The Top Bank Robbers in UK History
Fred Goodwin, aka Sir Frederick Anderson Goodwin, aka Fred The Shred - is
the "Mastermind" behind the collapse of the Royal Bank of Scotland.
How much did Sir Fred's "heist" cost the bank?  At least £24 Billion!!!
What was Fred's cut?  
For his excellent leadership Sir Fred received over £10 million in salary,
around four times that amount in bonuses, and a retirement fund of £16 million.

He now receives a pension of around £700,000 a year - funded by ordinary UK tax-payers.
Fred likes playing with guns -
but he didn't need one to pull off one of the biggest heists in UK history!
Adam Applegarth was the chief executive of Northern Rock - one of the worst managed banks in history.

They say that Nero fiddled while Rome burned.
And in true Nero style, Adam Applegarth did his share of fiddling too.
According to the Daily Mirror, while Northern Rock was burning,
Adam was fiddling with a female member of his staff.
He flew her to the United States up to six times a year to stay in luxury hotels.

Under Adam's "leadership" Northern Rock made short-term profits
(and Adam made huge bonuses) by agreeing
to thousands of irresponsible loans.
Northern Rock is now responsible for 1 in 10 house repossessions in the UK.

And his punishment for failing so miserably at his job?  A £2.5 Million pension fund.
Peter Cummings was the "brilliant" head of lending at HBOS.

He "earned" £2.6million for the year 2007 alone.

Despite his greedy, self-serving, short-term policies,
Peter Cummings was rewarded by HBOS with a retirement fund of around £5.2m.

As HBOS no longer has a pot to piss in,
the cost of Peter's failure is being covered by UK tax payers.
Sir James Crosby,
former chief executive of HBOS ignored warnings that his policies were "dangerous"
and doggedly continued his pursuit of short-term profits (and massive bonus payments for himself).

Despite the dangers he continued to preside over,
and to actively encourage a "risk culture" at HBOS.
He was renowned for dealing harshly with any employees
who dared to criticise of even question his methods.

Sir James strolled away with a pension fund worth £10.4million.

He handed the helm to another one of our top bank "bandits" - Andy Hornby.

Steven Crawshaw single-handedly destroyed the Bradford & Bingley.
In pursuit of short-term profits, he sold their estate agency business,
their mortgage broking division, their property services unit
and their network of financial advisers.  And half of their workforce was "offloaded".

His "vision" was to create a specialist mortgage lender - focused on high-risk customer groups -

Crawshaw received a salary of £832,000, and earned £1.1m in bonuses between 2004 and 2007.

Crawshaw recklessly steered his ship into a financial ice-berg - and then abandoned it - just before it sank.

He left with a pension pot worth £1.9m – now being paid by the UK taxpayer.
Andrew Hedley Hornby was once thought to be the boy wonder of British banking -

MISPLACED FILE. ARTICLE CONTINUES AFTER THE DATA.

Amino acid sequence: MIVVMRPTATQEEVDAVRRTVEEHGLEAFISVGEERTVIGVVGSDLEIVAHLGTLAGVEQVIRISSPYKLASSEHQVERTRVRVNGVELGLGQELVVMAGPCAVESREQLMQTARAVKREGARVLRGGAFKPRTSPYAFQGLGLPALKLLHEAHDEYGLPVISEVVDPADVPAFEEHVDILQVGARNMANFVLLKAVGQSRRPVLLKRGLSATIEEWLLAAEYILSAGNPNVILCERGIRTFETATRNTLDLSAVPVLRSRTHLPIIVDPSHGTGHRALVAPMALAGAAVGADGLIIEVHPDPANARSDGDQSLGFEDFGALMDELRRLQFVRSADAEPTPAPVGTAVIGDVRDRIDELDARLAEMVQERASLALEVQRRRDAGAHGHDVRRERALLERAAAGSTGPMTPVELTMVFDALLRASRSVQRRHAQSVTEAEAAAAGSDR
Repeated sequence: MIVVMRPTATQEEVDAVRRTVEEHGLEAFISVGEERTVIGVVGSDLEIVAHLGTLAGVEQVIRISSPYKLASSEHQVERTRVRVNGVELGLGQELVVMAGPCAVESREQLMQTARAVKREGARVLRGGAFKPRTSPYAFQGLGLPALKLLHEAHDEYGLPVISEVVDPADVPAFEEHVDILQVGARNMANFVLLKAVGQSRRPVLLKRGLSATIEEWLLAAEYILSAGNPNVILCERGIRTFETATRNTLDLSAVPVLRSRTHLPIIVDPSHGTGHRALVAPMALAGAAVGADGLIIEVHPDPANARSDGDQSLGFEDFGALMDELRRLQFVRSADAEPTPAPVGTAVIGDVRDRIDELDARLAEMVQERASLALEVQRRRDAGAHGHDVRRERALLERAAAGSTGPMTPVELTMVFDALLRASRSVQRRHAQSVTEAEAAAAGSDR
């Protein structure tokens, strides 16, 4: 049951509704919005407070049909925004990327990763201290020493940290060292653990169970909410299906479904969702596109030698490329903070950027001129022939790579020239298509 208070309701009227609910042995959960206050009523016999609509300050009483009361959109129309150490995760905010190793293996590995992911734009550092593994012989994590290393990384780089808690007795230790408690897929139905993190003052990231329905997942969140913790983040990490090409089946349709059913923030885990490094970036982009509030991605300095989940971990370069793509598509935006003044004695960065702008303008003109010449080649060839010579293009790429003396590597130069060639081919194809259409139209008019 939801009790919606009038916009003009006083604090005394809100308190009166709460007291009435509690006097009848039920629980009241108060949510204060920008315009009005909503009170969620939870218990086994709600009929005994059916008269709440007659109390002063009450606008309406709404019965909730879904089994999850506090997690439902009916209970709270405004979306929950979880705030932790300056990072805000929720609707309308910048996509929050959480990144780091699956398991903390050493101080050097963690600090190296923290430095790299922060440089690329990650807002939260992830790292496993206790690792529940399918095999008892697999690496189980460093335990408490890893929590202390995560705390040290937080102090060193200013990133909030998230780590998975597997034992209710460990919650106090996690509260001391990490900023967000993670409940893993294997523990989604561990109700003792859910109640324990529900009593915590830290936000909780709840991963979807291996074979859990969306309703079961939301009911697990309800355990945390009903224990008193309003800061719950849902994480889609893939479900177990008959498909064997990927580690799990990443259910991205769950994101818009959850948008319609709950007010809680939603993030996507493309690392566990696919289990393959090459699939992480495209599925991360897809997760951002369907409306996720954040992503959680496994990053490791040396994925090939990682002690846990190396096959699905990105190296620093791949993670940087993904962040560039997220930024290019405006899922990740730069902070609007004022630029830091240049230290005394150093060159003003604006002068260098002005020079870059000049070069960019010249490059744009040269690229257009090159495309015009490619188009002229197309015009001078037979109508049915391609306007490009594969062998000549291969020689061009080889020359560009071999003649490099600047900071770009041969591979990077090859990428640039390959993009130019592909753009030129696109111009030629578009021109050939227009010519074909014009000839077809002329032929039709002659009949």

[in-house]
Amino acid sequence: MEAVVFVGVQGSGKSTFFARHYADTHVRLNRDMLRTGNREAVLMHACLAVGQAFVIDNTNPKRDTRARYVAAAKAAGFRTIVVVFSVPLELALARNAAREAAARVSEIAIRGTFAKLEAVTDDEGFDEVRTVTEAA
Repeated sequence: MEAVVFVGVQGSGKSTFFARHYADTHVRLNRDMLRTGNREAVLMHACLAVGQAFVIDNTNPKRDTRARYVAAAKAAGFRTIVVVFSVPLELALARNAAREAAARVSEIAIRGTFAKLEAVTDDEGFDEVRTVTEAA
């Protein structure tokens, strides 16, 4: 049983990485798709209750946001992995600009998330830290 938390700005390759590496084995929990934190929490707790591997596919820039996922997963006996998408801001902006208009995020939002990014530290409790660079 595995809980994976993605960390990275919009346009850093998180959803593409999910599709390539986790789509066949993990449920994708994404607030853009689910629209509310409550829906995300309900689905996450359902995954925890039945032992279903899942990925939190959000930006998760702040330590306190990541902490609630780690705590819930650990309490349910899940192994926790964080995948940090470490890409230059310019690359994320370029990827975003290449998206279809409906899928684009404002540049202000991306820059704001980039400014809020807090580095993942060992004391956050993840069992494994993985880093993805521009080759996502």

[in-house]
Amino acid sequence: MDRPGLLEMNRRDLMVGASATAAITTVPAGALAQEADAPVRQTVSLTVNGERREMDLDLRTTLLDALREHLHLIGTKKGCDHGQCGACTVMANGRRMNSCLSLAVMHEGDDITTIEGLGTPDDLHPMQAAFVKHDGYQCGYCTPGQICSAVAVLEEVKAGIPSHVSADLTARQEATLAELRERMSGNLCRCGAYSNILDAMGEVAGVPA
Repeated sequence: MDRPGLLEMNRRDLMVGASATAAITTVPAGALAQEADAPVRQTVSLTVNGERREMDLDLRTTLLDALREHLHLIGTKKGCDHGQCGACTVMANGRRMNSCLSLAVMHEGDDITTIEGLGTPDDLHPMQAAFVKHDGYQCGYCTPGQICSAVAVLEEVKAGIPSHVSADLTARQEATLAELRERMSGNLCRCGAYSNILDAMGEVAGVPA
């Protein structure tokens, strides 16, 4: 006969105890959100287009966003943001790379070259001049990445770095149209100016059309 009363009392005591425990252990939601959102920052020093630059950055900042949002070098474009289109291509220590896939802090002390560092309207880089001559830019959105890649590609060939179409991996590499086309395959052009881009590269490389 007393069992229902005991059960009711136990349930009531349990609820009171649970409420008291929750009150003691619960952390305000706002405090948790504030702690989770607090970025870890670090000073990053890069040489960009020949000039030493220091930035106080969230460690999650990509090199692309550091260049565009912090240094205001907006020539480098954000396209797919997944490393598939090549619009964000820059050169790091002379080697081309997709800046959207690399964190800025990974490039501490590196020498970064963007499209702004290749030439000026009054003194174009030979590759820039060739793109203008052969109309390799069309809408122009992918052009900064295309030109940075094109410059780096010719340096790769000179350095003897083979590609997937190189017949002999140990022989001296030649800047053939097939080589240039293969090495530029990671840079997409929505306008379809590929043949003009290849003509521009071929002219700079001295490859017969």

but he's just another bandit.

He took over the helm of HBOS from Sir James Crosby, and steered HBOS to destruction.
When HBOS disappeared beneath the waves, Andy received a pension pot of £2.4 Million.

As part of the HBOS rescue package, agreed by the Government and LLoyds TSB, Andy lost his job.
But he has been retained by Lloyds TSB as a "consultant".

While people all over Britain are losing their homes and their businesses -
and pensioners are suffering - all as a result of Hornby's greed -
Hornby is being paid £60,000 a month (£720,000 a year) by Lloyds TSB!

How can that be right!
The Great British Banking Scandal
Greedy, self-serving chief executives have cost our banks more money than all of the armed robbers in history!
Now, like it or not, British tax-payers are stumping up the cash to maintain these bandits in their multi-millionaire lifestyles.
These are some of the major players - None of them has paid to appear on our site!

My Verdict
What do I think of this situation?
Like any right-minded person, I think it's a disgrace and a scandal.

These people should not be rewarded for their failure - they should be punished.

Their failure was not an unfortunate accident - it was the result of reckless management, fuelled by greed.
They knew what they were doing, and they knew the risks - but they simply didn't care.

They abandoned all common sense, and they abdicated their responsibilities in pursuit of short term gains.
And not one of them gave a damn about the consequences of their actions.

Their attitude was "Screw common sense! Let's make as much money as we can right now!"

And let's face it, their own futures were never in doubt.
They were paid ridiculous bonuses for endangering their banks - and they walked away with massive pensions.

This kind of self-serving recklessness may not be a criminal offence - but it should be!

British taxpayers should NOT be paying for the millionaire lifestyles of these bandits.
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